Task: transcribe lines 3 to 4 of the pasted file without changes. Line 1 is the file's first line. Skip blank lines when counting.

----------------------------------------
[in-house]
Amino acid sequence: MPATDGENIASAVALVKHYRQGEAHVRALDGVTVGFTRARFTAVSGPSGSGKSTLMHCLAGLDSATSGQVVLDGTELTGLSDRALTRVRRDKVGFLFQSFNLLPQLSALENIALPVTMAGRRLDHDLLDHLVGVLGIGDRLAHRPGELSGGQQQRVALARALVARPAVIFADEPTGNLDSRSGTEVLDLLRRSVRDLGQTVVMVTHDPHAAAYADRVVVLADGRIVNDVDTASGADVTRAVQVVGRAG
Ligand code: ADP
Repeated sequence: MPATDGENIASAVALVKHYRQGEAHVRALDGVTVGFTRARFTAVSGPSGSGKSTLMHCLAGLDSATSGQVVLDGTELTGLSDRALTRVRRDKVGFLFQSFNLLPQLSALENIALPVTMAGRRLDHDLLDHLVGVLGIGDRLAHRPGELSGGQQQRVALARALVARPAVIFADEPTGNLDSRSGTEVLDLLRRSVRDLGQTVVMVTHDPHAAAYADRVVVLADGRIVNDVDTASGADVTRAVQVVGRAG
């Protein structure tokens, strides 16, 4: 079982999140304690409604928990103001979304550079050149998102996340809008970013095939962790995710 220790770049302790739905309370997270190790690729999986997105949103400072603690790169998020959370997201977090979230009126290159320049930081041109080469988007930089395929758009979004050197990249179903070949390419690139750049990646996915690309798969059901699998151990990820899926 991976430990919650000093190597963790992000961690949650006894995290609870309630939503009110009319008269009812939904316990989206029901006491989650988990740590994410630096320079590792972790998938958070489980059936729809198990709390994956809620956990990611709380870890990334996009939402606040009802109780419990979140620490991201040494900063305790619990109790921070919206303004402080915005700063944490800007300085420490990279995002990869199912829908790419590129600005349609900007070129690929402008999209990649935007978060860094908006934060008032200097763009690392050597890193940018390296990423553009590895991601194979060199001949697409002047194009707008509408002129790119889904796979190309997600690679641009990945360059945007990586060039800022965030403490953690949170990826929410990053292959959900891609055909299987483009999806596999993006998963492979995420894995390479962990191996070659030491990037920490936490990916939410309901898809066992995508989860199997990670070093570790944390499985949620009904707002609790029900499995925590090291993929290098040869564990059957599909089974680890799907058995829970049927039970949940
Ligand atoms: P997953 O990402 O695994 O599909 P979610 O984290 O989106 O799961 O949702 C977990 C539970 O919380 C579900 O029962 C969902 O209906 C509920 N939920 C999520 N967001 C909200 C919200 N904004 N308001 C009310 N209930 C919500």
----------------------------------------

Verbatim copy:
Ligand code: ADP
Repeated sequence: MPATDGENIASAVALVKHYRQGEAHVRALDGVTVGFTRARFTAVSGPSGSGKSTLMHCLAGLDSATSGQVVLDGTELTGLSDRALTRVRRDKVGFLFQSFNLLPQLSALENIALPVTMAGRRLDHDLLDHLVGVLGIGDRLAHRPGELSGGQQQRVALARALVARPAVIFADEPTGNLDSRSGTEVLDLLRRSVRDLGQTVVMVTHDPHAAAYADRVVVLADGRIVNDVDTASGADVTRAVQVVGRAG